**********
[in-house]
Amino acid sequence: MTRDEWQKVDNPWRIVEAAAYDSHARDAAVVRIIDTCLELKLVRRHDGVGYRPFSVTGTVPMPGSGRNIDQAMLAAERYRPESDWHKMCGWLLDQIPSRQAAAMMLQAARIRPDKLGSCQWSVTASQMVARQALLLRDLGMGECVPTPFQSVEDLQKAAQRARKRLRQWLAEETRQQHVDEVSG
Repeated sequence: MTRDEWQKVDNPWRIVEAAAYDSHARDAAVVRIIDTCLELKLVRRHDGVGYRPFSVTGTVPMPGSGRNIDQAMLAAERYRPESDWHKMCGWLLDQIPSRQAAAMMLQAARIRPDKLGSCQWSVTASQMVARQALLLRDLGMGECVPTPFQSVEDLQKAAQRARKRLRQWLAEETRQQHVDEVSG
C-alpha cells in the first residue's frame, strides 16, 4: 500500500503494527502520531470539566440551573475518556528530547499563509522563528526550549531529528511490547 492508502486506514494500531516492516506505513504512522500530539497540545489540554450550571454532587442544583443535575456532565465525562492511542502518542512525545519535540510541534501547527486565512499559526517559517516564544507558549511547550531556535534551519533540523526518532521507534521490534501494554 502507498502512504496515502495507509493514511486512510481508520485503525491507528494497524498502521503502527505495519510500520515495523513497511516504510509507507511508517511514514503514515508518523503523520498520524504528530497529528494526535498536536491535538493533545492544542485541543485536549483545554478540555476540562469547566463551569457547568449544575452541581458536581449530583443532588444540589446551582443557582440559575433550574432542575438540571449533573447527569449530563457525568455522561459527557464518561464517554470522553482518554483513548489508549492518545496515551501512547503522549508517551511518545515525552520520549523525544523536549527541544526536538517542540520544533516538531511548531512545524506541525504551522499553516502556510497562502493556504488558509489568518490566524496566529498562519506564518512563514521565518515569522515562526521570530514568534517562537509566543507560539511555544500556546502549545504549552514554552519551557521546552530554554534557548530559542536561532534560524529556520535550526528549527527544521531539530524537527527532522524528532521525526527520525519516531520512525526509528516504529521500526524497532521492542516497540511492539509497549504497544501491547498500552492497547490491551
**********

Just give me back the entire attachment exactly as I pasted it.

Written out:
[in-house]
Amino acid sequence: MTRDEWQKVDNPWRIVEAAAYDSHARDAAVVRIIDTCLELKLVRRHDGVGYRPFSVTGTVPMPGSGRNIDQAMLAAERYRPESDWHKMCGWLLDQIPSRQAAAMMLQAARIRPDKLGSCQWSVTASQMVARQALLLRDLGMGECVPTPFQSVEDLQKAAQRARKRLRQWLAEETRQQHVDEVSG
Repeated sequence: MTRDEWQKVDNPWRIVEAAAYDSHARDAAVVRIIDTCLELKLVRRHDGVGYRPFSVTGTVPMPGSGRNIDQAMLAAERYRPESDWHKMCGWLLDQIPSRQAAAMMLQAARIRPDKLGSCQWSVTASQMVARQALLLRDLGMGECVPTPFQSVEDLQKAAQRARKRLRQWLAEETRQQHVDEVSG
C-alpha cells in the first residue's frame, strides 16, 4: 500500500503494527502520531470539566440551573475518556528530547499563509522563528526550549531529528511490547 492508502486506514494500531516492516506505513504512522500530539497540545489540554450550571454532587442544583443535575456532565465525562492511542502518542512525545519535540510541534501547527486565512499559526517559517516564544507558549511547550531556535534551519533540523526518532521507534521490534501494554 502507498502512504496515502495507509493514511486512510481508520485503525491507528494497524498502521503502527505495519510500520515495523513497511516504510509507507511508517511514514503514515508518523503523520498520524504528530497529528494526535498536536491535538493533545492544542485541543485536549483545554478540555476540562469547566463551569457547568449544575452541581458536581449530583443532588444540589446551582443557582440559575433550574432542575438540571449533573447527569449530563457525568455522561459527557464518561464517554470522553482518554483513548489508549492518545496515551501512547503522549508517551511518545515525552520520549523525544523536549527541544526536538517542540520544533516538531511548531512545524506541525504551522499553516502556510497562502493556504488558509489568518490566524496566529498562519506564518512563514521565518515569522515562526521570530514568534517562537509566543507560539511555544500556546502549545504549552514554552519551557521546552530554554534557548530559542536561532534560524529556520535550526528549527527544521531539530524537527527532522524528532521525526527520525519516531520512525526509528516504529521500526524497532521492542516497540511492539509497549504497544501491547498500552492497547490491551